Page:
Put all this together, and you begin to understand poetry as an entirely necessary piece of communication. It’s an everyday thing. Like every day of your life, poetry’s full of experimentation and feeling. It’s trying to say what needs to be said but in a way that’s new, full of life, and able to be remembered when we need it most.

Learning What You Already Know

I’ve had the experience now and again of going back to look at something I wrote years ago and realizing that it contains information I’ve been needing. When my grandmother passed away, I happened to find an old poem I wrote that had some lines about acceptance and memory. I’d been feeling overwhelmed and sad about her death, but suddenly my own poem, coming to me from out of the past, seemed helpful. I felt almost like I time-traveled back to the past to make sure I jotted down the thoughts I’d need in the future. Almost

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Comet NEOWISE over Mount Desert Narrows. Photo Courtesy: Mark Landman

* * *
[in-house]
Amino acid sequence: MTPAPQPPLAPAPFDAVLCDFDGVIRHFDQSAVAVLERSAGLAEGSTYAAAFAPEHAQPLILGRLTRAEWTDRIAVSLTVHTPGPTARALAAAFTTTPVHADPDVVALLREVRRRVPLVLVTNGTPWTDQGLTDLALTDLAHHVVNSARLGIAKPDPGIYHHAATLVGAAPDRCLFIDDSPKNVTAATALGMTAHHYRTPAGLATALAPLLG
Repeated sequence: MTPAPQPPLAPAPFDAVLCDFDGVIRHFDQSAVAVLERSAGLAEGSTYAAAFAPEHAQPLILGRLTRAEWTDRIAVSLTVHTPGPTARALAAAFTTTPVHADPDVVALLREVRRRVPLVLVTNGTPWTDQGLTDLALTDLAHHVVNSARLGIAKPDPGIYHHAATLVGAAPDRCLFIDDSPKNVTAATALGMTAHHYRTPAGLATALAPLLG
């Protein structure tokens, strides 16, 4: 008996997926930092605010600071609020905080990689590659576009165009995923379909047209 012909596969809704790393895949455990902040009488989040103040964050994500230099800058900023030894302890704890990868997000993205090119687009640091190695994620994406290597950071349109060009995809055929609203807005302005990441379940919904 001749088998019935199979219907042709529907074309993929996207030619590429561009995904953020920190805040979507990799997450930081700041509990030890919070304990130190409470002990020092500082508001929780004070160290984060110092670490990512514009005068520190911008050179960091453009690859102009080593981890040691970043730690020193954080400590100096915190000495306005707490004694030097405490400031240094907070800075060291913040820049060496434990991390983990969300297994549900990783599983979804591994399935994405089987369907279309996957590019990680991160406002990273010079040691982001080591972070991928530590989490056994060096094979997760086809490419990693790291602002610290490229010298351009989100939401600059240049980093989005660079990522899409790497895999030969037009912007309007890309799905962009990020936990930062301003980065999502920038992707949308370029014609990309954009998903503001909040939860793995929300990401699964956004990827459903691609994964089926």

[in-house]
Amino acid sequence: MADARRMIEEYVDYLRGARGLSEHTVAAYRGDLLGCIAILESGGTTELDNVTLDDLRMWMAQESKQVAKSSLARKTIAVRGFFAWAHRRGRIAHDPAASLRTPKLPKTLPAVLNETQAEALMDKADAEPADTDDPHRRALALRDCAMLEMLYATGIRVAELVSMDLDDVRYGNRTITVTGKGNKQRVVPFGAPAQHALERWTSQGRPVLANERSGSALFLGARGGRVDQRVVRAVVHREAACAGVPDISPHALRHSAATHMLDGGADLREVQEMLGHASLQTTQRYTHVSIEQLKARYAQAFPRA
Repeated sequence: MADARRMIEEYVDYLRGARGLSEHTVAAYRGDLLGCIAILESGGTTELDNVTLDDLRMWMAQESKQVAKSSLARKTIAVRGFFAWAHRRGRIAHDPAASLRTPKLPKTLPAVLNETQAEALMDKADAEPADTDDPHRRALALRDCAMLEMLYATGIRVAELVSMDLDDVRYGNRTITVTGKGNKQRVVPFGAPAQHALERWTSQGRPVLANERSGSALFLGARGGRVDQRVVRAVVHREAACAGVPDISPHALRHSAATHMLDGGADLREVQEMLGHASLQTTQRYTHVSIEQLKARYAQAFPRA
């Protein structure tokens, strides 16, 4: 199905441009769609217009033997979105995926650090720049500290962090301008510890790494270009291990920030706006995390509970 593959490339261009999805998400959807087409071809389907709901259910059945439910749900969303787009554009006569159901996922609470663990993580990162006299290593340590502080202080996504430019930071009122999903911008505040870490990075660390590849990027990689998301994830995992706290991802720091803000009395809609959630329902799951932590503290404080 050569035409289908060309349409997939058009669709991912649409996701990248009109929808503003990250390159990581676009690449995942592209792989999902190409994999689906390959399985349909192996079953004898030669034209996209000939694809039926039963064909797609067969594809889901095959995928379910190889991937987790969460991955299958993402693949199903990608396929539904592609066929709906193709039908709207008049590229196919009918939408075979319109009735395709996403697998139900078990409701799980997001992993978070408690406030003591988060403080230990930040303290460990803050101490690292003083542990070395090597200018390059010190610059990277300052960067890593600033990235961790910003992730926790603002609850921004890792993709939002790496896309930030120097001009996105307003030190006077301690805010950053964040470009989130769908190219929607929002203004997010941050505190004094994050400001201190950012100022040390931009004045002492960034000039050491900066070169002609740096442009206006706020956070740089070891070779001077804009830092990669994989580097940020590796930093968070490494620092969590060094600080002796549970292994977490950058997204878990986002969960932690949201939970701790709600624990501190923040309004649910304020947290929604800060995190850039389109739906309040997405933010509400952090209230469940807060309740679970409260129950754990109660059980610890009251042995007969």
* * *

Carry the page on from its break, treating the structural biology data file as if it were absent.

Poetry is useful in other ways, though. The way we experience the world is completely entangled in the language we use to describe it. That language is largely metaphorical, and poetry is great at coming up with metaphors. When you have lost someone, your heart breaks. When you finally understand something, you see the light. When you’re feeling wonderful, you might even be glowing. These statements are not literally true, but they feel even truer than true. The comparison amplifies the truth.  

It’s fortunate for us that language works this way, because it means it’s capable of changing as it adapts to the way we experience the world — as our frames of reference change, and as our available comparisons change. Language adapts whether we resist that adaptation or not, but more and more, it seems to me that we’re afraid of changing. The pandemic, our politics, and a million other things have us using a lot of language about “getting back to normal,” but our ability to change is essential. As the poet Eleni Sikelianos puts it: “Poems maximize the adaptability of language, and, as we know, adaptation is key to animal survival.”